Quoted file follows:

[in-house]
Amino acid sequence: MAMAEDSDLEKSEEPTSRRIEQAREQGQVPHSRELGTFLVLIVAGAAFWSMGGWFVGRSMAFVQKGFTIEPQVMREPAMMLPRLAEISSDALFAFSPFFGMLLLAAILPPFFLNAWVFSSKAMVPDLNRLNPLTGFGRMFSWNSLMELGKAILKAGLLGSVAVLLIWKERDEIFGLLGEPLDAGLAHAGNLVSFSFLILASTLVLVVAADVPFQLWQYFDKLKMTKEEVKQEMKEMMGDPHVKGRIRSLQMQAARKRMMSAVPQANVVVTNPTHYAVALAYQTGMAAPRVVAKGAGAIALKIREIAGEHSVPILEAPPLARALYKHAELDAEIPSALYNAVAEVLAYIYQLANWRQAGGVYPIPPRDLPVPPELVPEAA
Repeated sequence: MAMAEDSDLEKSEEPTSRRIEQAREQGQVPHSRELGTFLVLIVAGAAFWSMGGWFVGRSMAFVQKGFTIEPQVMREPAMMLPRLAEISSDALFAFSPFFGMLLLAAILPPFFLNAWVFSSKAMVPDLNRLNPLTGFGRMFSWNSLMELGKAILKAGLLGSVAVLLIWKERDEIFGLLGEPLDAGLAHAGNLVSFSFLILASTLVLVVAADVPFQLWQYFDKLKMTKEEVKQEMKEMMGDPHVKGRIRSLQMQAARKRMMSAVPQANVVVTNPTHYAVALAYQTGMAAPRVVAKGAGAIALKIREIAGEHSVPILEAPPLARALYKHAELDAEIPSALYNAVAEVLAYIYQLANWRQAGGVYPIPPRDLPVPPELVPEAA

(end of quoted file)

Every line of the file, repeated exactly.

[in-house]
Amino acid sequence: MAMAEDSDLEKSEEPTSRRIEQAREQGQVPHSRELGTFLVLIVAGAAFWSMGGWFVGRSMAFVQKGFTIEPQVMREPAMMLPRLAEISSDALFAFSPFFGMLLLAAILPPFFLNAWVFSSKAMVPDLNRLNPLTGFGRMFSWNSLMELGKAILKAGLLGSVAVLLIWKERDEIFGLLGEPLDAGLAHAGNLVSFSFLILASTLVLVVAADVPFQLWQYFDKLKMTKEEVKQEMKEMMGDPHVKGRIRSLQMQAARKRMMSAVPQANVVVTNPTHYAVALAYQTGMAAPRVVAKGAGAIALKIREIAGEHSVPILEAPPLARALYKHAELDAEIPSALYNAVAEVLAYIYQLANWRQAGGVYPIPPRDLPVPPELVPEAA
Repeated sequence: MAMAEDSDLEKSEEPTSRRIEQAREQGQVPHSRELGTFLVLIVAGAAFWSMGGWFVGRSMAFVQKGFTIEPQVMREPAMMLPRLAEISSDALFAFSPFFGMLLLAAILPPFFLNAWVFSSKAMVPDLNRLNPLTGFGRMFSWNSLMELGKAILKAGLLGSVAVLLIWKERDEIFGLLGEPLDAGLAHAGNLVSFSFLILASTLVLVVAADVPFQLWQYFDKLKMTKEEVKQEMKEMMGDPHVKGRIRSLQMQAARKRMMSAVPQANVVVTNPTHYAVALAYQTGMAAPRVVAKGAGAIALKIREIAGEHSVPILEAPPLARALYKHAELDAEIPSALYNAVAEVLAYIYQLANWRQAGGVYPIPPRDLPVPPELVPEAA